But I doubt it. This vision isn’t about Ezekiel, and I reckon he knows it. The Lord continues with an astonishing message: these bones will breathe. They shall live. “I will lay sinews upon you and will cause flesh to come upon you, and cover you with skin, and put breath (ruach) in you, and you shall live, and you shall know that I am the Lord.”
It’s clearly connected to the message of the previous chapter, verses 26-28, where the Lord promises to gather the people for his own name’s sake:
A new heart I will give you, and a new spirit I will put within you; and I will remove from your body the heart of stone and give you a heart of flesh. I will put my spirit within you, and make you follow my statutes and be careful to observe my ordinances. Then you shall live in the land that I gave to your ancestors; and you shall be my people, and I will be your God.
So Ezekiel prophesies as he is told. A rumbling fills the valley and the earth below quakes as the bones click into place—“bone to its bone.” Like a visitor to a bathhouse, the reconstituted skeletons put on first what they were stripped of last. Connecting sinews, then flesh—even lungs to breathe—and at last a covering of skin.
But no breath, no ruach. The first prophecy has already asserted that God would put breath in these bones. Where is the breath? Like Jesus’ twofold healing of the blind man in Mark, the two-part resuscitation of the bones stops us in our tracks, it signals to us that we must pause and ask why. Here are apparently whole persons, but they are still corpses—as lifeless and hopeless as the scattered bones moments before.
The Lord continues, “Prophesy to the breath… ‘Come from the four winds (the four ruach), O breath—O ruach—and breathe on these slain that they may live.’”
Ezekiel does so. Perhaps the east wind tosses his hair as the west wind pulls at his garment. The north wind sends an icy chill down his spine, and the heat of the south wind blasts his face. Breath enters the bodies and they rise at last—a formidable host.
I just want to pause and remark on what an abnormal thing this is for the wind to do in this book. In chapter 19, the wind dries out fruit that has not yet been harvested from the vine. Usually, the wind is a force that scatters, as it once scattered a third of Ezekiel’s shorn hair. The wind is a favorite metaphor for the scattering of the people of Israel. In other books of the Hebrew Bible the “four winds” indicate the cardinal directions, but metaphorically they underscore the extent of Israel’s dispersion. This scattering “wind” was doing the Lord’s bidding.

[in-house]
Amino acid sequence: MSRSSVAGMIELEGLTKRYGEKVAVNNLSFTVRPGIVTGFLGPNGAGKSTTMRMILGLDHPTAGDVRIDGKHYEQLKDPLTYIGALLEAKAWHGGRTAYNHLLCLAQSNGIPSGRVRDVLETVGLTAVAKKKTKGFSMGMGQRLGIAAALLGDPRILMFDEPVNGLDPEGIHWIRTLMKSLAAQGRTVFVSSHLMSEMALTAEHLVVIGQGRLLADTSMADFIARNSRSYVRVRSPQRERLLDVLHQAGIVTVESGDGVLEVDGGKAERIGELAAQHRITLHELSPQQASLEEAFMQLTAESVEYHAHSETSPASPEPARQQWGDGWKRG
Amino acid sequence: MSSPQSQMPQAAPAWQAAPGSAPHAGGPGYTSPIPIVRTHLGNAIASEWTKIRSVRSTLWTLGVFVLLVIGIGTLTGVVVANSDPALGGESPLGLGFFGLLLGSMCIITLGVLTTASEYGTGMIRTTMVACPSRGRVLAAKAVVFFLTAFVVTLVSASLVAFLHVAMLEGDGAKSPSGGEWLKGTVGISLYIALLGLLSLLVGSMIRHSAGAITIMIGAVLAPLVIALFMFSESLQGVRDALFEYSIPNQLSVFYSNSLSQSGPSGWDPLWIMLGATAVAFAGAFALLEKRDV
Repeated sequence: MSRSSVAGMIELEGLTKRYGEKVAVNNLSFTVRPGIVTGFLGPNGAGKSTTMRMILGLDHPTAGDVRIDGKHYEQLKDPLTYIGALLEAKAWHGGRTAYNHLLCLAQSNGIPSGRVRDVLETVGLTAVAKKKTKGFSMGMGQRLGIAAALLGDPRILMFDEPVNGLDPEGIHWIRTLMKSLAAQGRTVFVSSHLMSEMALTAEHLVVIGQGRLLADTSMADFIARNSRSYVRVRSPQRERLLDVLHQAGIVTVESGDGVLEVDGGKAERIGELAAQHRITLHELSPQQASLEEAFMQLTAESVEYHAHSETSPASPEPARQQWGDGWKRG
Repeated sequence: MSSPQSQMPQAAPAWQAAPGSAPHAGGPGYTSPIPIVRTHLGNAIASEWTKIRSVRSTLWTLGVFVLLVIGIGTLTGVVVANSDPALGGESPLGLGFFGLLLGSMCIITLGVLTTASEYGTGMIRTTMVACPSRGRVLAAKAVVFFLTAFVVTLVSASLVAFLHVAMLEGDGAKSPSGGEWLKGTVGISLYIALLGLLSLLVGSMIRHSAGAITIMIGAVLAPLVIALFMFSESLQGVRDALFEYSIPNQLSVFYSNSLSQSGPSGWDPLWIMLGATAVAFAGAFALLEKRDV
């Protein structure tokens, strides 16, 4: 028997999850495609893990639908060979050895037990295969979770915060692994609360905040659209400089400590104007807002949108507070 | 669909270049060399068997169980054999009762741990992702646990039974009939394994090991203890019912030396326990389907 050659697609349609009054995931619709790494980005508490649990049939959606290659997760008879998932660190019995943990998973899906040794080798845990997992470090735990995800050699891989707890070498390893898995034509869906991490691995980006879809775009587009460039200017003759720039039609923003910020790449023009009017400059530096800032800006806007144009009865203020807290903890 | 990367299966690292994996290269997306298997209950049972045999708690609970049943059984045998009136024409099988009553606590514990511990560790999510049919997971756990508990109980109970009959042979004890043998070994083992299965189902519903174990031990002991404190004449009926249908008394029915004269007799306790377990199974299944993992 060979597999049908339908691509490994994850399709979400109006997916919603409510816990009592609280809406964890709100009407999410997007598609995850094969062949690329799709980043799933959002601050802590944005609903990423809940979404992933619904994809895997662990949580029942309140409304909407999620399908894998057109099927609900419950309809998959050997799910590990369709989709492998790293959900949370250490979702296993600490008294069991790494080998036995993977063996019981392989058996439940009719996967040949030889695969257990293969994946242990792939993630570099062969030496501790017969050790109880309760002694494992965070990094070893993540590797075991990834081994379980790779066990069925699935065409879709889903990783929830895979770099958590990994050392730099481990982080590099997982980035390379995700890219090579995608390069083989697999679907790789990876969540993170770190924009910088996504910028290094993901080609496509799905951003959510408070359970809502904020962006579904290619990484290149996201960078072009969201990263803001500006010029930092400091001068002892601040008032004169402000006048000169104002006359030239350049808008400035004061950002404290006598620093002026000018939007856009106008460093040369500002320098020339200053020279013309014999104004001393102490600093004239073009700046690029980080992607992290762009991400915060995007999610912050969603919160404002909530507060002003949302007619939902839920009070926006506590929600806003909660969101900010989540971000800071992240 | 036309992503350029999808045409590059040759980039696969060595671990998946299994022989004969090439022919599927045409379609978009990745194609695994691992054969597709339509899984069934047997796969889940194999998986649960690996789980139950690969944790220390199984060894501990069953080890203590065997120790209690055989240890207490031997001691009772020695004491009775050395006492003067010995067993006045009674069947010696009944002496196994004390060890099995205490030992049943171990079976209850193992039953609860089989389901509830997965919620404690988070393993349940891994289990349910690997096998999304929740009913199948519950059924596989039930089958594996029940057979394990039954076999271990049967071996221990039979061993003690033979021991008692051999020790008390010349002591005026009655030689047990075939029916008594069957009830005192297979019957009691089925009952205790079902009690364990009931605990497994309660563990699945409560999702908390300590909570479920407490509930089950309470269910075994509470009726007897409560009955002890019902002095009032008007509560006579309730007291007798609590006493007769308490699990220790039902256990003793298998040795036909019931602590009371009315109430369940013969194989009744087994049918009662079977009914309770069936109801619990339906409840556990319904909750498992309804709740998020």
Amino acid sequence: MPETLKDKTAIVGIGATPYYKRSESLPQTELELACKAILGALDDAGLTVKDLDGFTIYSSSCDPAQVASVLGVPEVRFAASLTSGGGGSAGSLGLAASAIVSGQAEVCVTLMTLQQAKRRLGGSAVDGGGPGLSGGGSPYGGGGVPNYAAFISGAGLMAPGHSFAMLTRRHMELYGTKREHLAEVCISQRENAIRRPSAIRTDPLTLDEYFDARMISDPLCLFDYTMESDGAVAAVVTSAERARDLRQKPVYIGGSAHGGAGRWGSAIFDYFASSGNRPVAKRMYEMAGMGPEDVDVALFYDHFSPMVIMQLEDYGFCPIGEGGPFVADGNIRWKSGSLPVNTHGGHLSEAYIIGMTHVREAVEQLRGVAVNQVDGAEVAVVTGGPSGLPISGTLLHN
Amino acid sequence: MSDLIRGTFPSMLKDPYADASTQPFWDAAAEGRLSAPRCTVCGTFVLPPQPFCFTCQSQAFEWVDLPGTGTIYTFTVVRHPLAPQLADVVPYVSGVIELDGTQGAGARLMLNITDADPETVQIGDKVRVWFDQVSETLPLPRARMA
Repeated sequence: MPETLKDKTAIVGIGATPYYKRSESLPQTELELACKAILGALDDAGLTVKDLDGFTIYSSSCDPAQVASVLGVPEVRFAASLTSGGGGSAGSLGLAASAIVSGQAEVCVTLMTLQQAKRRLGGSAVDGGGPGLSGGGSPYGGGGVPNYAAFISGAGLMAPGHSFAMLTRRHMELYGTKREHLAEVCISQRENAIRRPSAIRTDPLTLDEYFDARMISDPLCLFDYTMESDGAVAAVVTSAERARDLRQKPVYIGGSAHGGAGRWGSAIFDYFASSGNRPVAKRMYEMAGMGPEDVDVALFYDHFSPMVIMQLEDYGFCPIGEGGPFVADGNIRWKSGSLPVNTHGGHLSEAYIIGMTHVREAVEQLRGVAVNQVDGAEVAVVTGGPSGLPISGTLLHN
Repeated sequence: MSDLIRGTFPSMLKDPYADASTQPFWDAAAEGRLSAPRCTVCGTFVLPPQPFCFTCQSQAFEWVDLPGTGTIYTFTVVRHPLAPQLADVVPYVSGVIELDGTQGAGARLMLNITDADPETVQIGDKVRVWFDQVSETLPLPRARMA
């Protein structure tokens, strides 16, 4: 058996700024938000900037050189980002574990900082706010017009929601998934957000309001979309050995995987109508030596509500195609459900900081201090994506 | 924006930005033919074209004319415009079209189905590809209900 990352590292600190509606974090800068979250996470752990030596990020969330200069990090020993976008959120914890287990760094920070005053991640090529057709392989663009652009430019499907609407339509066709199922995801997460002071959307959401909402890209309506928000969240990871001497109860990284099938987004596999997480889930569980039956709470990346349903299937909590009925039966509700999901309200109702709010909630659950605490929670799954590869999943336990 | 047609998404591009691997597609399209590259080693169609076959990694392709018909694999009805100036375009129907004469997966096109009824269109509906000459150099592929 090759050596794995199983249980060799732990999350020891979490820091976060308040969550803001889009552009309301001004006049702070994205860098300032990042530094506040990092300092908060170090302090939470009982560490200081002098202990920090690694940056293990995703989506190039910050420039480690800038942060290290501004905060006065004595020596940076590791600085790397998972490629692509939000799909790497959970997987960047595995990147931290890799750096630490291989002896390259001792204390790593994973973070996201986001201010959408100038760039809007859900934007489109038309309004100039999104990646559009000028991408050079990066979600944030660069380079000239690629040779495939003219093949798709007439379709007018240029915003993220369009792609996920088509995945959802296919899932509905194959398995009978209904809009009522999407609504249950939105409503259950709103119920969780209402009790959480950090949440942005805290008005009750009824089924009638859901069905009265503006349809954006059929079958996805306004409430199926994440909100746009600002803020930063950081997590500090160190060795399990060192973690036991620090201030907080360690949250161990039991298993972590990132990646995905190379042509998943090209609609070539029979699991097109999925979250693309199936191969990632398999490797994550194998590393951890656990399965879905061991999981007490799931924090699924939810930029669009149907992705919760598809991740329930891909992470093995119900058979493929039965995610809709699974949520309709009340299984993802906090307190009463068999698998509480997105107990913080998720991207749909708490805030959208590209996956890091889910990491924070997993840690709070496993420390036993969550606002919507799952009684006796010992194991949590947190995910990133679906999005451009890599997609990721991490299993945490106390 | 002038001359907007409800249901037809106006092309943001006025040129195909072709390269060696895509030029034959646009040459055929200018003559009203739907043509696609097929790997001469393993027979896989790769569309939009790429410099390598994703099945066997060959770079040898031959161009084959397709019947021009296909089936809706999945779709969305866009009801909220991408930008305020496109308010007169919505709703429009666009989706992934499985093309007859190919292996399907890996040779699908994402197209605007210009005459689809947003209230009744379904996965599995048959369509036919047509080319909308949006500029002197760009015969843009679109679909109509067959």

But at the word of Yahweh, the very winds that once scattered now converge. Here its invocation brings life to bones that are extremely dry. It does the Lord’s bidding as before, but now to gather and to revive. As God breathed the breath of life into the man in Genesis 2, God puts the ruach into these lifeless human forms and they come to life.
Mortal, can these bones live?
It is a staggering vision, and Ezekiel is a superb storyteller. It’s delightful to linger over the details, touring the valley with you and taking in all its horrors and all its wonders. I’m tempted to stop here and let the pure enjoyment of exploration be its own reward, but we would risk missing the main point.
The whole preceding vision grows out of verses 11-14. Ezekiel has been in the dark about its origins until verse 11, and so have we. We’re not very surprised, I think, to hear that this vision concerns the people of Israel. But what I had never noticed before sitting down with this passage this week is that this word of the Lord finds its inspiration in the lament of God’s people in exile.
The Lord, who has bidden the people to hear, has also been listening, attentive as they wept by the distant river Chebar. They lamented, “Our bones are dried up, and our hope is lost; we are cut off completely.”